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Can Rock and Roll Save Downtown SF’s Economy? City Pledges $2.5M to Boost Live Entertainment

Can Rock and Roll Save Downtown SF’s Economy? City Pledges $2.5M to Boost Live Entertainment

For 17 long months, the owners of Bottom of the Hill weathered the storm. The live music venue, which marked 30 years in business in September, had become accustomed to its underdog status. Working on a shoestring budget and fending off noise complaints from miffed neighbors has always gone hand-in-hand with running a tiny, tastemaking club far off the beaten path.

But the pandemic presented a truly novel and existential threat. “That was the first time we ever considered the possibility that we might not open again,” Lynn Schwartz said Monday morning, addressing a scrum of reporters out front of the venue she co-owns at the corner of 17th and Missouri streets in Potrero Hill.

That Bottom of the Hill continues to host loud bands and serve cheap beer nearly two years after San Francisco first shut down to slow the spread of COVID-19 is a testament to Schwartz’s grit and punk rock spirit, to be sure. But there’s more at stake than the fate of a favorite club: City officials see entertainment as a key driver of the local economy—a reason for people to pull themselves away from their Netflix queues, put on a pair of real pants, sit down for a meal, order a drink and tip their bartender. 

Some politicians even reason that live entertainment might draw tech workers back to their long-abandoned sit-stand desks. On the flip side, many are worried that the tech industry’s broad acceptance of work-from-home will inevitably mean fewer people in San Francisco looking for a night out. 

Schwartz, flanked by her business partners, Mayor London Breed and the newly minted City Attorney David Chiu, had convened the press conference to announce the roll out of the SF Live Initiative, which will funnel $2.5 million into the city’s live entertainment sector in 2022. The money is intended to produce a series of outdoor events curated by and benefiting local venues.

Even as the city eased restrictions on public gatherings in April—allowing live performances spaces to host indoor concerts at reduced capacity—smaller clubs like Bottom of the Hill remained closed, as opening to a limited number of attendees would have only driven them further into the red.

Bottom of the Hill has been open for three months now. However, according to Schwartz, attendance is still not back up to what it was pre-pandemic—even for shows that are technically sold out, which she attributes to lingering fears over the virus.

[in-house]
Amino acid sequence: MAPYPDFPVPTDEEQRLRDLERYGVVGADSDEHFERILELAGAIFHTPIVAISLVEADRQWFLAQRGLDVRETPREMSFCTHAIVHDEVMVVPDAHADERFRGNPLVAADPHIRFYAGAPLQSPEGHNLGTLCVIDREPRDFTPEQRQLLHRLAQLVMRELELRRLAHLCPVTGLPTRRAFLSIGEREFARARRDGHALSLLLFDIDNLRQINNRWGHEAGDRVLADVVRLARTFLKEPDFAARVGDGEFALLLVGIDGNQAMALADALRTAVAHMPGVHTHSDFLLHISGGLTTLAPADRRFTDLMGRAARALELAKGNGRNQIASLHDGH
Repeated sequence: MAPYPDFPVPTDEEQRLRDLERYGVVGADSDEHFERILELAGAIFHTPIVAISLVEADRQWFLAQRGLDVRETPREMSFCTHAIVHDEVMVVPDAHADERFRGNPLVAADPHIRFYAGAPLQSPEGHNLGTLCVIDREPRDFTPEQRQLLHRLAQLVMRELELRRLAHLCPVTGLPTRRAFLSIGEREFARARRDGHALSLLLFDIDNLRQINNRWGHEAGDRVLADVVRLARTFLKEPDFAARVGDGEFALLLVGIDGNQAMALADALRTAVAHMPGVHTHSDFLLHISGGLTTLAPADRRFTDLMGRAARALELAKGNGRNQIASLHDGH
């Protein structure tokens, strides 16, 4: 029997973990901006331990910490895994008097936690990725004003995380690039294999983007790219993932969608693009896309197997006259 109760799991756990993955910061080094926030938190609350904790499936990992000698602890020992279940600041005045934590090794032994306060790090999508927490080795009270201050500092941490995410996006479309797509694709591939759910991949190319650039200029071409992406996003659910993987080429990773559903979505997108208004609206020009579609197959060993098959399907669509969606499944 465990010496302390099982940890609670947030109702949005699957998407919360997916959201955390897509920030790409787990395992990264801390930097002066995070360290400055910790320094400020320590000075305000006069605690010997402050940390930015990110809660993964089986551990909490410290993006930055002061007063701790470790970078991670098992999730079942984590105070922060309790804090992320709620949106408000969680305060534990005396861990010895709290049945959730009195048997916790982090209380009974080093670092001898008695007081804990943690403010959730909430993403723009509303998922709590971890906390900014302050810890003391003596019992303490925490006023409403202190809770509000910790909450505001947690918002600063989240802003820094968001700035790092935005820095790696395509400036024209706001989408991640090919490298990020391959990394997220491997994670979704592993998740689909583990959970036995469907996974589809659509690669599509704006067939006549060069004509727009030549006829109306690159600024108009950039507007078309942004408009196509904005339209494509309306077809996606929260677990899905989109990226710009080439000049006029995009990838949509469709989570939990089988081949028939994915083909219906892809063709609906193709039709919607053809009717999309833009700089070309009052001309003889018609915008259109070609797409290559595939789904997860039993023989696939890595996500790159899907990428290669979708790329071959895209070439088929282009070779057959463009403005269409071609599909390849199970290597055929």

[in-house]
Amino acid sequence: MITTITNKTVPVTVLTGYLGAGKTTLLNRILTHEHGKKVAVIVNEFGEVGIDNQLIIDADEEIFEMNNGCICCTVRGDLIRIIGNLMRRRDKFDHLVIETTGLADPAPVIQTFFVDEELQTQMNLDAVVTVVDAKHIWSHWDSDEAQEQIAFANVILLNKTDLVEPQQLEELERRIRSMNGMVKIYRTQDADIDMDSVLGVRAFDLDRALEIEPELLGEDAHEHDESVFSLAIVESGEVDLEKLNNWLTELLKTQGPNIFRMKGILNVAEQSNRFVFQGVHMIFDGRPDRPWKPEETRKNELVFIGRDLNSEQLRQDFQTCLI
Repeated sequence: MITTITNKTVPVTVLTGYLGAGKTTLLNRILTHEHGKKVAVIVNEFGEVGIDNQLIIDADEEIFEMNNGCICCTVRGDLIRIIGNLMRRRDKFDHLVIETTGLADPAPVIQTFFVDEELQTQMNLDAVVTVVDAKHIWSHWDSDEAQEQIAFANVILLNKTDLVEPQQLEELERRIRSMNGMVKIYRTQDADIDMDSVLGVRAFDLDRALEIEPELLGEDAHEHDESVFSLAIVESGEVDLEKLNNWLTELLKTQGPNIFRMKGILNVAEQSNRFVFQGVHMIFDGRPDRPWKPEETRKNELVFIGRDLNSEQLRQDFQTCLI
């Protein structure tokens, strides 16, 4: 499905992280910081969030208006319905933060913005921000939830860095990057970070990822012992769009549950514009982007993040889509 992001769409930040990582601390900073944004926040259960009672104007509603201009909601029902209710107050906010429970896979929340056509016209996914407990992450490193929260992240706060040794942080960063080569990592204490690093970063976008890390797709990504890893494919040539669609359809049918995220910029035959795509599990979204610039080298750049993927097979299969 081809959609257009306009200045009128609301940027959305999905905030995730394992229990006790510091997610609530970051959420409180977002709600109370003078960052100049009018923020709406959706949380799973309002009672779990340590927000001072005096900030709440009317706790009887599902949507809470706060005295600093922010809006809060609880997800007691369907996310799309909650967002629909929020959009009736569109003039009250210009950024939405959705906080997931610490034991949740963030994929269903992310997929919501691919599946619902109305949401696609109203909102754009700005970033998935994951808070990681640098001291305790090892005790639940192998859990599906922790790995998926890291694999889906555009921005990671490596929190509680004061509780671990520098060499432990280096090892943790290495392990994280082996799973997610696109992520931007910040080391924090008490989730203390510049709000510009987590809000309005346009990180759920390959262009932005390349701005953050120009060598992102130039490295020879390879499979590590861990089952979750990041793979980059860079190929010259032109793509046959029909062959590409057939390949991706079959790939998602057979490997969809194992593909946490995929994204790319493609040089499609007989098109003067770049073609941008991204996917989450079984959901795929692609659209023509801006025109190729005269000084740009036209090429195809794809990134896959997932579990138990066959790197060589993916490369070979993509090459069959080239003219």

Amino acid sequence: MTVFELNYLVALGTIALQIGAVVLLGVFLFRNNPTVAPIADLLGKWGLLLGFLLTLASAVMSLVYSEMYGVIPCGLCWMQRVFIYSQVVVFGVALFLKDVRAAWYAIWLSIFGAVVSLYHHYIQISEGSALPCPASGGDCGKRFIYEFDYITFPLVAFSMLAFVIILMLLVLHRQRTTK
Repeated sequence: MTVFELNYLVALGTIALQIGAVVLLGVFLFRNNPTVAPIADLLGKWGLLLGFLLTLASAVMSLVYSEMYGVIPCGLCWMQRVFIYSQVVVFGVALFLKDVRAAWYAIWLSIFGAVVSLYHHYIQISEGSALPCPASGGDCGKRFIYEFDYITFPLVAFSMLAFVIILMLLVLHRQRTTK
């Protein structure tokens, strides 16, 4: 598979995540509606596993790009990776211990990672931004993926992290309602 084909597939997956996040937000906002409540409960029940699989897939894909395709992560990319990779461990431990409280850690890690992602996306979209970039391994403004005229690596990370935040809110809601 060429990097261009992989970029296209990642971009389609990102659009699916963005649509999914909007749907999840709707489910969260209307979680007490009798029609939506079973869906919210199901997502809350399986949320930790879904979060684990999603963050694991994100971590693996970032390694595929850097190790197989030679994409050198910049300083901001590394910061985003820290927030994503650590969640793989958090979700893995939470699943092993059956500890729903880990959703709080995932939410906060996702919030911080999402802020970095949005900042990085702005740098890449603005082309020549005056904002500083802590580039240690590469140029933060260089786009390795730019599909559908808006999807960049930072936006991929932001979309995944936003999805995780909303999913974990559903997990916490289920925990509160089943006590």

Mayor London Breed speaks at a press conference at Bottom Of The Hill, a music venue in Potrero Hill, on November 15, 2021. | Photo by Nick Veronin

“For every sell-out show that we’ve had, we’ve had about a third of the people not show up,” she says. “It’s not great for the venue. We get a small percentage of the door, but we make most of our money from bar sales.”

Breed, who kicked off Monday’s press conference, said the idea behind SF Live is to help reinvigorate and reactivate San Francisco through the arts—and to recognize the vital role clubs like Bottom of the Hill play in both the local economy and the cultural fabric of the city.

Taking in live music and dancing along to the beat—”there’s something about that that makes you smile,” she added.

Chiu, who helped secure the $2.5 million allocation for SF Live when he was still serving as a state assemblymember, recounted his own love of live performance as he addressed the television cameras and reporters gathered outside the club. “It is part of what makes our city great,” he said.

Chiu’s was a sentiment echoed by Kate Sofis, the former CEO and co-founder of SF Made, whom Breed chose earlier this year to lead the San Francisco Office of Economic and Workforce Development.

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From Bill Graham’s heady days booking The Fillmore and Winterland Ballroom to the role that sweaty clubs like Mabuhay Gardens and Pound SF played in nurturing the city’s punk and metal scene, San Francisco’s “cherished venues” serve as a kind of magnet, Sofis said.

“At the highest level of economic recovery, this is also, I believe, the way that we get our city back,” Sofis continued. “I fully believe that our arts and music and cultural assets need to lead the economic recovery, front and center. They are the reason people move here.”

Sofis’ assertion that the performing arts will drive the city’s economic recovery is far from settled fact, however. A recent report by the New York Times directly addressed the question of whether the highly permissive work from home policies of San Francisco- and Silicon Valley-based tech companies would ultimately hurt the box offices of all city venues—from Davies Symphony Hall all the way down to The Bottom of the Hill.

For her part, Schwartz said she understands why people would decide to opt out of going to a show at a small venue like hers. She knows the chances of getting seriously ill at a show where all attendees are required to show proof of vaccination and follow San Francisco’s indoor masking rules are very slim. And yet there are days when even she gets nervous about being inside the club.

“We’re doing our best with safety measures, and we take it very seriously,” she said before trailing off. “But…”


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